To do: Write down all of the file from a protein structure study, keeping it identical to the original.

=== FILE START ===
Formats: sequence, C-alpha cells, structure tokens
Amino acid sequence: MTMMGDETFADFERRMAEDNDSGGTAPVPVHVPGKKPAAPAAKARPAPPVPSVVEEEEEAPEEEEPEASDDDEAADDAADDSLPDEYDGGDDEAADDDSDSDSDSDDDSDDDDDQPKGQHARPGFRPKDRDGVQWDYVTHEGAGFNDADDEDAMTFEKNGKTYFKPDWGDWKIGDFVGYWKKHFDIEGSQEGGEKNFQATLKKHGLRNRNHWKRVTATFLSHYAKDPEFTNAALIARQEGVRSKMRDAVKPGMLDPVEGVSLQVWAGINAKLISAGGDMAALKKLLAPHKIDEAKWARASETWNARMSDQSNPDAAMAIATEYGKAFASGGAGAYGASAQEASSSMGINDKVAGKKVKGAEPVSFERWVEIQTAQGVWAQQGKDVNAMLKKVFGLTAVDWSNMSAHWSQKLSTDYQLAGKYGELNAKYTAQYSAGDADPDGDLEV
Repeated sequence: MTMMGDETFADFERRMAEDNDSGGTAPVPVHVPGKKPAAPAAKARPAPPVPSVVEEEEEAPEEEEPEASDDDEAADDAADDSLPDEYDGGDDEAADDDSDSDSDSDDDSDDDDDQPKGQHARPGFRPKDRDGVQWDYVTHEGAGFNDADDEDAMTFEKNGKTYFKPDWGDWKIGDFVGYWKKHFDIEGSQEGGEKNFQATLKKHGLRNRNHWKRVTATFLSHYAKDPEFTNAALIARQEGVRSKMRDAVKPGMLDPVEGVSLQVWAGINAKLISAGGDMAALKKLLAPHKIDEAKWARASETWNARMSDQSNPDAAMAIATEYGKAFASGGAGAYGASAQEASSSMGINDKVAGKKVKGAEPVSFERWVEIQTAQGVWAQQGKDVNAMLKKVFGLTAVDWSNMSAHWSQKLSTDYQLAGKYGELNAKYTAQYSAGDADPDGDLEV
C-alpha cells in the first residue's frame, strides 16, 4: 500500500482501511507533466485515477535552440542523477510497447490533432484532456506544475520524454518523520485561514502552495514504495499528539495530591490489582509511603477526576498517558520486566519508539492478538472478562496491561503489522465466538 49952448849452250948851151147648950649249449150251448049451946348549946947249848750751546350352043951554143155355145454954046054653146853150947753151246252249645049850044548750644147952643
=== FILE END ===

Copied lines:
Formats: sequence, C-alpha cells, structure tokens
Amino acid sequence: MTMMGDETFADFERRMAEDNDSGGTAPVPVHVPGKKPAAPAAKARPAPPVPSVVEEEEEAPEEEEPEASDDDEAADDAADDSLPDEYDGGDDEAADDDSDSDSDSDDDSDDDDDQPKGQHARPGFRPKDRDGVQWDYVTHEGAGFNDADDEDAMTFEKNGKTYFKPDWGDWKIGDFVGYWKKHFDIEGSQEGGEKNFQATLKKHGLRNRNHWKRVTATFLSHYAKDPEFTNAALIARQEGVRSKMRDAVKPGMLDPVEGVSLQVWAGINAKLISAGGDMAALKKLLAPHKIDEAKWARASETWNARMSDQSNPDAAMAIATEYGKAFASGGAGAYGASAQEASSSMGINDKVAGKKVKGAEPVSFERWVEIQTAQGVWAQQGKDVNAMLKKVFGLTAVDWSNMSAHWSQKLSTDYQLAGKYGELNAKYTAQYSAGDADPDGDLEV
Repeated sequence: MTMMGDETFADFERRMAEDNDSGGTAPVPVHVPGKKPAAPAAKARPAPPVPSVVEEEEEAPEEEEPEASDDDEAADDAADDSLPDEYDGGDDEAADDDSDSDSDSDDDSDDDDDQPKGQHARPGFRPKDRDGVQWDYVTHEGAGFNDADDEDAMTFEKNGKTYFKPDWGDWKIGDFVGYWKKHFDIEGSQEGGEKNFQATLKKHGLRNRNHWKRVTATFLSHYAKDPEFTNAALIARQEGVRSKMRDAVKPGMLDPVEGVSLQVWAGINAKLISAGGDMAALKKLLAPHKIDEAKWARASETWNARMSDQSNPDAAMAIATEYGKAFASGGAGAYGASAQEASSSMGINDKVAGKKVKGAEPVSFERWVEIQTAQGVWAQQGKDVNAMLKKVFGLTAVDWSNMSAHWSQKLSTDYQLAGKYGELNAKYTAQYSAGDADPDGDLEV
C-alpha cells in the first residue's frame, strides 16, 4: 500500500482501511507533466485515477535552440542523477510497447490533432484532456506544475520524454518523520485561514502552495514504495499528539495530591490489582509511603477526576498517558520486566519508539492478538472478562496491561503489522465466538 49952448849452250948851151147648950649249449150251448049451946348549946947249848750751546350352043951554143155355145454954046054653146853150947753151246252249645049850044548750644147952643